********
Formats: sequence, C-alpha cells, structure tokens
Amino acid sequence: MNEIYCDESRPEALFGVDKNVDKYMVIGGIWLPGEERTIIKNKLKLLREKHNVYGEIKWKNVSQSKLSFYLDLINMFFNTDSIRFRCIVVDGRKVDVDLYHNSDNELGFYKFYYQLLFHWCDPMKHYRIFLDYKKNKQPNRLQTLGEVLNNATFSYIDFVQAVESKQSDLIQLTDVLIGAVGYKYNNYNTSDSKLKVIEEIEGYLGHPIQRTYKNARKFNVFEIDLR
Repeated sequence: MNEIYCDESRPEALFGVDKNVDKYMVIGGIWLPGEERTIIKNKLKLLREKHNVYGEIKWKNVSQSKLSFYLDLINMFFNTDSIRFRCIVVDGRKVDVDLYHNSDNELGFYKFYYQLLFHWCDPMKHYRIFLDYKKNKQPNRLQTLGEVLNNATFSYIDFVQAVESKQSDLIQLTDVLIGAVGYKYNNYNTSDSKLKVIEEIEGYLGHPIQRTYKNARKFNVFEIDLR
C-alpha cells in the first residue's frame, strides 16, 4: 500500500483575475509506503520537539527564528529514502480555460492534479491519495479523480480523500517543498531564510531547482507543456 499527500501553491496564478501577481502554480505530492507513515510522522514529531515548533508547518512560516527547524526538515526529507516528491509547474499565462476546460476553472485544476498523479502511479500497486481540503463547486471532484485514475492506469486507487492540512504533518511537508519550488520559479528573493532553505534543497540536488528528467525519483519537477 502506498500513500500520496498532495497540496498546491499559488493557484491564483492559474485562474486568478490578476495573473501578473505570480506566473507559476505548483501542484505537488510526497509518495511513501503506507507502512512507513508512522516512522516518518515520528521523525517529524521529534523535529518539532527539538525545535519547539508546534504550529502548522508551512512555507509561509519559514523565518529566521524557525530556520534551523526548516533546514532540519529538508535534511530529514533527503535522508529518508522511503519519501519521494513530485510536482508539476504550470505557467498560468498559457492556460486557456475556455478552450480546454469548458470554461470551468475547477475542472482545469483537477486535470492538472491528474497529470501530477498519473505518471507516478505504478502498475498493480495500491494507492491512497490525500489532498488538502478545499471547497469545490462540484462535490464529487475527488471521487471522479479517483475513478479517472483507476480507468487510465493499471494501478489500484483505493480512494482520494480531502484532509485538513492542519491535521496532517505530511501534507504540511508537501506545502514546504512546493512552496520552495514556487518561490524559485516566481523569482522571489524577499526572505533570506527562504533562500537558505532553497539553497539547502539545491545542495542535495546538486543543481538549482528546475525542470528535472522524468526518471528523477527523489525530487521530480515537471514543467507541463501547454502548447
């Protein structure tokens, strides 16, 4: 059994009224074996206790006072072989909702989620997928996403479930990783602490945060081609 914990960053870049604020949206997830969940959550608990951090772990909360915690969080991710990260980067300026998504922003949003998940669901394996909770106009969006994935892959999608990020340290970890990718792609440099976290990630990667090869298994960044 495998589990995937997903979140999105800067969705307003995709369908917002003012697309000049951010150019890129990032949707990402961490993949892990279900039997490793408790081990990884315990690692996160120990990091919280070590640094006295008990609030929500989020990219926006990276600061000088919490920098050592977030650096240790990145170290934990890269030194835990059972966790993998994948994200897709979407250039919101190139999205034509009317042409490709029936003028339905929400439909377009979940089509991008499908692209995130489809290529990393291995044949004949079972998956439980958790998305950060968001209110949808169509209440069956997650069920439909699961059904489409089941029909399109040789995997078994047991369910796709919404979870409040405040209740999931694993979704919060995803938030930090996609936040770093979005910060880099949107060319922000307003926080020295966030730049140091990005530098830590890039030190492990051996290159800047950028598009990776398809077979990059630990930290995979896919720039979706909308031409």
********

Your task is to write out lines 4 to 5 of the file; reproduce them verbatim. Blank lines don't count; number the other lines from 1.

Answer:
C-alpha cells in the first residue's frame, strides 16, 4: 500500500483575475509506503520537539527564528529514502480555460492534479491519495479523480480523500517543498531564510531547482507543456 499527500501553491496564478501577481502554480505530492507513515510522522514529531515548533508547518512560516527547524526538515526529507516528491509547474499565462476546460476553472485544476498523479502511479500497486481540503463547486471532484485514475492506469486507487492540512504533518511537508519550488520559479528573493532553505534543497540536488528528467525519483519537477 502506498500513500500520496498532495497540496498546491499559488493557484491564483492559474485562474486568478490578476495573473501578473505570480506566473507559476505548483501542484505537488510526497509518495511513501503506507507502512512507513508512522516512522516518518515520528521523525517529524521529534523535529518539532527539538525545535519547539508546534504550529502548522508551512512555507509561509519559514523565518529566521524557525530556520534551523526548516533546514532540519529538508535534511530529514533527503535522508529518508522511503519519501519521494513530485510536482508539476504550470505557467498560468498559457492556460486557456475556455478552450480546454469548458470554461470551468475547477475542472482545469483537477486535470492538472491528474497529470501530477498519473505518471507516478505504478502498475498493480495500491494507492491512497490525500489532498488538502478545499471547497469545490462540484462535490464529487475527488471521487471522479479517483475513478479517472483507476480507468487510465493499471494501478489500484483505493480512494482520494480531502484532509485538513492542519491535521496532517505530511501534507504540511508537501506545502514546504512546493512552496520552495514556487518561490524559485516566481523569482522571489524577499526572505533570506527562504533562500537558505532553497539553497539547502539545491545542495542535495546538486543543481538549482528546475525542470528535472522524468526518471528523477527523489525530487521530480515537471514543467507541463501547454502548447
């Protein structure tokens, strides 16, 4: 059994009224074996206790006072072989909702989620997928996403479930990783602490945060081609 914990960053870049604020949206997830969940959550608990951090772990909360915690969080991710990260980067300026998504922003949003998940669901394996909770106009969006994935892959999608990020340290970890990718792609440099976290990630990667090869298994960044 495998589990995937997903979140999105800067969705307003995709369908917002003012697309000049951010150019890129990032949707990402961490993949892990279900039997490793408790081990990884315990690692996160120990990091919280070590640094006295008990609030929500989020990219926006990276600061000088919490920098050592977030650096240790990145170290934990890269030194835990059972966790993998994948994200897709979407250039919101190139999205034509009317042409490709029936003028339905929400439909377009979940089509991008499908692209995130489809290529990393291995044949004949079972998956439980958790998305950060968001209110949808169509209440069956997650069920439909699961059904489409089941029909399109040789995997078994047991369910796709919404979870409040405040209740999931694993979704919060995803938030930090996609936040770093979005910060880099949107060319922000307003926080020295966030730049140091990005530098830590890039030190492990051996290159800047950028598009990776398809077979990059630990930290995979896919720039979706909308031409």